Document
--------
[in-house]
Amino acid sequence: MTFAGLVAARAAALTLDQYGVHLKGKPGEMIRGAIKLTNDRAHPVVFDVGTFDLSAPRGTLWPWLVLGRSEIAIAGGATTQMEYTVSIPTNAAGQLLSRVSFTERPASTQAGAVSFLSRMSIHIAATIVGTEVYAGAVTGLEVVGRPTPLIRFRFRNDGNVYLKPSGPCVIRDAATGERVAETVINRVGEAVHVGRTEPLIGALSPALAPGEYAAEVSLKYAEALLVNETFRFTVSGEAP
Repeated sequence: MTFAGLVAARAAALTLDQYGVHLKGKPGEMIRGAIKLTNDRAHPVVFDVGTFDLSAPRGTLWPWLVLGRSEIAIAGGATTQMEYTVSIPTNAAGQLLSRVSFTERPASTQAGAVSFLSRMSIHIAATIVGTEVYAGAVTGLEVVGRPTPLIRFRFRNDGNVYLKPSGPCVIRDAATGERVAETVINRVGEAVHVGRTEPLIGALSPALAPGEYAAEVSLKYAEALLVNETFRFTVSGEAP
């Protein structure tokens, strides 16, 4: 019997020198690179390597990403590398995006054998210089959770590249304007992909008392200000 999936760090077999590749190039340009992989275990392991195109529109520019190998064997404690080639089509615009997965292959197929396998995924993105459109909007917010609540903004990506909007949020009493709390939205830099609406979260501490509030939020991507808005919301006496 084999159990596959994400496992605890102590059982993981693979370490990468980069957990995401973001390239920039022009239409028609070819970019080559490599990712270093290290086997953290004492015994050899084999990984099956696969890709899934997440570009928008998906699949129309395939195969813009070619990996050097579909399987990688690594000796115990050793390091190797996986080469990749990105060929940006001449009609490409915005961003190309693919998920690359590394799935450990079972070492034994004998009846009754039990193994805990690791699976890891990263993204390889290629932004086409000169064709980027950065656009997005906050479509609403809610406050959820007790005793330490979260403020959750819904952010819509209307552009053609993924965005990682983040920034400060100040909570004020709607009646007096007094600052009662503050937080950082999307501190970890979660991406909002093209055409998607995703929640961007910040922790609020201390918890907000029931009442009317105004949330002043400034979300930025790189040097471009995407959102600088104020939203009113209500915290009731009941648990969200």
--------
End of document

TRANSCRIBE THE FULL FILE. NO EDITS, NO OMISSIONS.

[in-house]
Amino acid sequence: MTFAGLVAARAAALTLDQYGVHLKGKPGEMIRGAIKLTNDRAHPVVFDVGTFDLSAPRGTLWPWLVLGRSEIAIAGGATTQMEYTVSIPTNAAGQLLSRVSFTERPASTQAGAVSFLSRMSIHIAATIVGTEVYAGAVTGLEVVGRPTPLIRFRFRNDGNVYLKPSGPCVIRDAATGERVAETVINRVGEAVHVGRTEPLIGALSPALAPGEYAAEVSLKYAEALLVNETFRFTVSGEAP
Repeated sequence: MTFAGLVAARAAALTLDQYGVHLKGKPGEMIRGAIKLTNDRAHPVVFDVGTFDLSAPRGTLWPWLVLGRSEIAIAGGATTQMEYTVSIPTNAAGQLLSRVSFTERPASTQAGAVSFLSRMSIHIAATIVGTEVYAGAVTGLEVVGRPTPLIRFRFRNDGNVYLKPSGPCVIRDAATGERVAETVINRVGEAVHVGRTEPLIGALSPALAPGEYAAEVSLKYAEALLVNETFRFTVSGEAP
């Protein structure tokens, strides 16, 4: 019997020198690179390597990403590398995006054998210089959770590249304007992909008392200000 999936760090077999590749190039340009992989275990392991195109529109520019190998064997404690080639089509615009997965292959197929396998995924993105459109909007917010609540903004990506909007949020009493709390939205830099609406979260501490509030939020991507808005919301006496 084999159990596959994400496992605890102590059982993981693979370490990468980069957990995401973001390239920039022009239409028609070819970019080559490599990712270093290290086997953290004492015994050899084999990984099956696969890709899934997440570009928008998906699949129309395939195969813009070619990996050097579909399987990688690594000796115990050793390091190797996986080469990749990105060929940006001449009609490409915005961003190309693919998920690359590394799935450990079972070492034994004998009846009754039990193994805990690791699976890891990263993204390889290629932004086409000169064709980027950065656009997005906050479509609403809610406050959820007790005793330490979260403020959750819904952010819509209307552009053609993924965005990682983040920034400060100040909570004020709607009646007096007094600052009662503050937080950082999307501190970890979660991406909002093209055409998607995703929640961007910040922790609020201390918890907000029931009442009317105004949330002043400034979300930025790189040097471009995407959102600088104020939203009113209500915290009731009941648990969200």